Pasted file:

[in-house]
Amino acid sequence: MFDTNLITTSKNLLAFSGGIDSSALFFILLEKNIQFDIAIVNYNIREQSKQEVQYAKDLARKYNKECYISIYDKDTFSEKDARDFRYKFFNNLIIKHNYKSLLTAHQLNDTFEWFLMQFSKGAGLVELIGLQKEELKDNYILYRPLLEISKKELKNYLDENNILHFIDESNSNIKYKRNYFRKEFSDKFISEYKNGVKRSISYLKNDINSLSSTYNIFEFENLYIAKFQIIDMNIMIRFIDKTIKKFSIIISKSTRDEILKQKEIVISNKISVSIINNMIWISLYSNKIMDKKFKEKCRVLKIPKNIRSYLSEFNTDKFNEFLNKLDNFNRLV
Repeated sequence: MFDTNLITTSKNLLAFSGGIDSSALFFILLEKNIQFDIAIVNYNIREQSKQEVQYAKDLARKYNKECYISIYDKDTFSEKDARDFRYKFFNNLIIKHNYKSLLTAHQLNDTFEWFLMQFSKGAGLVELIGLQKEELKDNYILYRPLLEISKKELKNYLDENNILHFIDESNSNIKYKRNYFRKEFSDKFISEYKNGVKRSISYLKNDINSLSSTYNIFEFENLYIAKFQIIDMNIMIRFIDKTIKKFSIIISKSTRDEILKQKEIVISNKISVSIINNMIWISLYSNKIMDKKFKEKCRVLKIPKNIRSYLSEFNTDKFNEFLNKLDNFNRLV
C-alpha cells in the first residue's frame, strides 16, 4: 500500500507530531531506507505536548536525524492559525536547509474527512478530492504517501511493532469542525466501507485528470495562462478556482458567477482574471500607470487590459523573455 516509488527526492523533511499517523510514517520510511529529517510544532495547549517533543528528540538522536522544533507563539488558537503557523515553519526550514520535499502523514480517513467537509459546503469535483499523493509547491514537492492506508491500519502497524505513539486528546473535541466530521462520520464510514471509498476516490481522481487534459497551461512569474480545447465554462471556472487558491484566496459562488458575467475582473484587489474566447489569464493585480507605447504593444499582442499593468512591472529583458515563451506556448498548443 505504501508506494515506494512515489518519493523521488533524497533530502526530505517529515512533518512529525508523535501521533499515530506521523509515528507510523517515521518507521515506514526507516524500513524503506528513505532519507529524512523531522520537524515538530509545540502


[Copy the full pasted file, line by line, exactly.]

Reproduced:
[in-house]
Amino acid sequence: MFDTNLITTSKNLLAFSGGIDSSALFFILLEKNIQFDIAIVNYNIREQSKQEVQYAKDLARKYNKECYISIYDKDTFSEKDARDFRYKFFNNLIIKHNYKSLLTAHQLNDTFEWFLMQFSKGAGLVELIGLQKEELKDNYILYRPLLEISKKELKNYLDENNILHFIDESNSNIKYKRNYFRKEFSDKFISEYKNGVKRSISYLKNDINSLSSTYNIFEFENLYIAKFQIIDMNIMIRFIDKTIKKFSIIISKSTRDEILKQKEIVISNKISVSIINNMIWISLYSNKIMDKKFKEKCRVLKIPKNIRSYLSEFNTDKFNEFLNKLDNFNRLV
Repeated sequence: MFDTNLITTSKNLLAFSGGIDSSALFFILLEKNIQFDIAIVNYNIREQSKQEVQYAKDLARKYNKECYISIYDKDTFSEKDARDFRYKFFNNLIIKHNYKSLLTAHQLNDTFEWFLMQFSKGAGLVELIGLQKEELKDNYILYRPLLEISKKELKNYLDENNILHFIDESNSNIKYKRNYFRKEFSDKFISEYKNGVKRSISYLKNDINSLSSTYNIFEFENLYIAKFQIIDMNIMIRFIDKTIKKFSIIISKSTRDEILKQKEIVISNKISVSIINNMIWISLYSNKIMDKKFKEKCRVLKIPKNIRSYLSEFNTDKFNEFLNKLDNFNRLV
C-alpha cells in the first residue's frame, strides 16, 4: 500500500507530531531506507505536548536525524492559525536547509474527512478530492504517501511493532469542525466501507485528470495562462478556482458567477482574471500607470487590459523573455 516509488527526492523533511499517523510514517520510511529529517510544532495547549517533543528528540538522536522544533507563539488558537503557523515553519526550514520535499502523514480517513467537509459546503469535483499523493509547491514537492492506508491500519502497524505513539486528546473535541466530521462520520464510514471509498476516490481522481487534459497551461512569474480545447465554462471556472487558491484566496459562488458575467475582473484587489474566447489569464493585480507605447504593444499582442499593468512591472529583458515563451506556448498548443 505504501508506494515506494512515489518519493523521488533524497533530502526530505517529515512533518512529525508523535501521533499515530506521523509515528507510523517515521518507521515506514526507516524500513524503506528513505532519507529524512523531522520537524515538530509545540502